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  1. 1evilgenius is offline

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    Posted On:
    9/21/2012 11:44am


     Style: Bahad Zubu

    --
    Hell yeah! Hell no!
    Tapping of the sticks/weapons is a modern thing, Prof Remy Presas introduced that to the US market so we could all go back to work the next day without bumps and bruises and it was adopted by almost all the FMA teachers following his arrival. It is well known that clacking sticks together is a safe way of training strikes to the arms, hands ect. Also, there isn't a good archive of knowledge regarding two sword fighting, there is known duals using stick and daga and sword and daga (less common) but using two swords is rare, and most siniwalli are excercise only, no good combative form. There are good two stick movements, like the kind Kuya was mentioning and other styles, players that have combative elements. Good topic, always fun to debate siniwalli. :TrollDad:
  2. Permalost is online now
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    pro nonsense self defense

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    Posted On:
    9/21/2012 2:19pm

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     Style: FMA, dumbek, Indian clubs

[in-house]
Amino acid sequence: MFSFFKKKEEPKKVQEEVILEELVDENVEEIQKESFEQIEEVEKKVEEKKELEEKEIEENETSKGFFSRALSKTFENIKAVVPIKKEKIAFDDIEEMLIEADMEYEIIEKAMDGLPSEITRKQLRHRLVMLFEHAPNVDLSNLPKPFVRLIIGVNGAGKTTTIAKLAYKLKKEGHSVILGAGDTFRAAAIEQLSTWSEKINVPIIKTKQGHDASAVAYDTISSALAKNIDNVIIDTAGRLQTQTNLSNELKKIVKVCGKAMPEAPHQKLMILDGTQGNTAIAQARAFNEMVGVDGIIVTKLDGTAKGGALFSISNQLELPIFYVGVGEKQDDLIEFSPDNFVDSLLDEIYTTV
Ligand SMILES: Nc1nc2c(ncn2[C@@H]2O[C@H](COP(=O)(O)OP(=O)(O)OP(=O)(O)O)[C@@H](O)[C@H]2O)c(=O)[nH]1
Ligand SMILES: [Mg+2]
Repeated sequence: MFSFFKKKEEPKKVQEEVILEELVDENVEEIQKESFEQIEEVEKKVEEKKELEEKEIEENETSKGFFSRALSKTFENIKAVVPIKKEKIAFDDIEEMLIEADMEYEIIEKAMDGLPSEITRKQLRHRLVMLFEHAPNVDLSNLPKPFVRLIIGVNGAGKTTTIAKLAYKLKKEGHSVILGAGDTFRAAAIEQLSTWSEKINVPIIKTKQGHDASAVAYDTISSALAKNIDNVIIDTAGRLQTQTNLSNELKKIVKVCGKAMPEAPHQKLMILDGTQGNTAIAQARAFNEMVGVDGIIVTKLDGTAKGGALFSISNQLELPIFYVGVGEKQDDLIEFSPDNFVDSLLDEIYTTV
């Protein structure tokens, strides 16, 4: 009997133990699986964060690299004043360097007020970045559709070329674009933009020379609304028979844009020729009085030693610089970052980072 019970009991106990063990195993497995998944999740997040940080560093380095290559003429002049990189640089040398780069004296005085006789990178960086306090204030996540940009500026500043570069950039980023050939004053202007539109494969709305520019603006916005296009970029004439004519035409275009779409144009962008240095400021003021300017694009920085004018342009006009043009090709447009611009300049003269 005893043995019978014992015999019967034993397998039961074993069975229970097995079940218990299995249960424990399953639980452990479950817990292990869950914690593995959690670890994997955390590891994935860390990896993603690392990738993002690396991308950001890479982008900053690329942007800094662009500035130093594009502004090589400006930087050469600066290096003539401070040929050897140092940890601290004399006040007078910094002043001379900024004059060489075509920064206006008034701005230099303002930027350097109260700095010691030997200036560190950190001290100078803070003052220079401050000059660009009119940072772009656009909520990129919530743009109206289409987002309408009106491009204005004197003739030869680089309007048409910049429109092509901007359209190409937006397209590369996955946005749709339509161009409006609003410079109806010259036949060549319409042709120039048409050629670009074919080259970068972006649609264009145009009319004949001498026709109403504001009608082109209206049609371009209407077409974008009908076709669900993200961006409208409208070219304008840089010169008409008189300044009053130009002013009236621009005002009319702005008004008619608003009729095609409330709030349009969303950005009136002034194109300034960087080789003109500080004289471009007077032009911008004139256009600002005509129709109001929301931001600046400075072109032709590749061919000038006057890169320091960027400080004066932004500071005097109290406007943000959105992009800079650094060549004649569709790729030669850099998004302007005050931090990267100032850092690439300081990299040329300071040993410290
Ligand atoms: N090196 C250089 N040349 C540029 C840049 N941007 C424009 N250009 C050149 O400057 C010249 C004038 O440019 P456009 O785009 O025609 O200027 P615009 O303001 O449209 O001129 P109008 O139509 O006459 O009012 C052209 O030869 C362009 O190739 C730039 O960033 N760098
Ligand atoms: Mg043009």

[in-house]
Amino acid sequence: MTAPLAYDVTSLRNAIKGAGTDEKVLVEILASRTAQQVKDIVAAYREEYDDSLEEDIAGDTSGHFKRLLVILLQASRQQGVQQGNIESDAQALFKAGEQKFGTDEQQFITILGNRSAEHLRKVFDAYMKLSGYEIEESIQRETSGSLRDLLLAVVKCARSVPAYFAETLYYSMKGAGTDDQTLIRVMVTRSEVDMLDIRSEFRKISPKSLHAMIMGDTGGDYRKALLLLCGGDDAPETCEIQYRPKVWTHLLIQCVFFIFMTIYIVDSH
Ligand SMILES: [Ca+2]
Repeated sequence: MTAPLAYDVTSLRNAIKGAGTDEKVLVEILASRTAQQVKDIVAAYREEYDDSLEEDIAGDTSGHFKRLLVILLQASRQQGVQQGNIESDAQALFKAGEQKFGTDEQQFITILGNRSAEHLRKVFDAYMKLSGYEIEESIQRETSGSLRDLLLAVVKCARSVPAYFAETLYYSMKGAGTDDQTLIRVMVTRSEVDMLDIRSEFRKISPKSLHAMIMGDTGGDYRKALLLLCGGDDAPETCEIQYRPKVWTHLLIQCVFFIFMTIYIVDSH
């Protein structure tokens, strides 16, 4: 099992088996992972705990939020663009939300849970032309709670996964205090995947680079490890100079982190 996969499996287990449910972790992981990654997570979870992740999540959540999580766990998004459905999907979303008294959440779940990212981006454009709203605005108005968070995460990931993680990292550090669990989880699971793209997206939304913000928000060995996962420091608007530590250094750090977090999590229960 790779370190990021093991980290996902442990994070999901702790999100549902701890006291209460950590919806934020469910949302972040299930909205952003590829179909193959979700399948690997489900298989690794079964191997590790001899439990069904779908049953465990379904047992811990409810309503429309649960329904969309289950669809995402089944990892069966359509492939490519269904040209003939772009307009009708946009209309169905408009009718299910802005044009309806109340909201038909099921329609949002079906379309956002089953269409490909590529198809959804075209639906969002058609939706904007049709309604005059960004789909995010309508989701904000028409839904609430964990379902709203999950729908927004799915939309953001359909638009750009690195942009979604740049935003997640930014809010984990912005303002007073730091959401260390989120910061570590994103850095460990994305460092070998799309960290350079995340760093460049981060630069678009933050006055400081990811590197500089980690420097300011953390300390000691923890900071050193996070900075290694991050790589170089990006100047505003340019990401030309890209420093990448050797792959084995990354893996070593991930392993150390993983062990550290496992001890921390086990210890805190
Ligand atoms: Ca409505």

2
    Hell yeah! Hell no!
    Quote Originally Posted by 1evilgenius View Post
    Tapping of the sticks/weapons is a modern thing, Prof Remy Presas introduced that to the US market so we could all go back to work the next day without bumps and bruises and it was adopted by almost all the FMA teachers following his arrival.
    If only we never had to work, like the Filipinos of yesteryear!

    there isn't a good archive of knowledge regarding two sword fighting, there is known duals using stick and daga and sword and daga (less common) but using two swords is rare, and most siniwalli are excercise only, no good combative form.
    I thought espada y daga was at least as common as baston y daga.
  3. Kuya is offline

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    Posted On:
    9/21/2012 9:52pm


     

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    Hell yeah! Hell no!
    Tim_Stl I thought I was fairly clear as to why I think tapi-tapi style non-contact drills, that emphasize contact with weaponry versus real attacks to the opponent are not traditional.

    1. Conversations with various GM's/Masters from quite a few influential groups in the Philippines as well as the US, as to why these drills/training methods were invented. I suppose there is a chance they are all lying to me, and somehow are trying to make their own training seem more hardcore by lying about the level of contact of their previous training and their motivations of inventing drills. Though, it is interesting to see as time moves forward, more and more dead drills are invented that simply did not exist for many groups 30 years ago.

    2. Conversations with an actual professor of anthropology from UP and his own research/experience meeting GMs/Masters around PI. Again, I suppose there is the chance that just like me, these GM's and Masters would lie to him as well.

    3. Video of one of the most famous GM's Tatang, still emphasizing contact and not simply tapping sticks. Again I suppose you can argue this was a one time vid, and that despite his student's assertions (e.g. GM Yuli Romo and GM Tony Diego) that this was traditional style training, they could all simply be lying.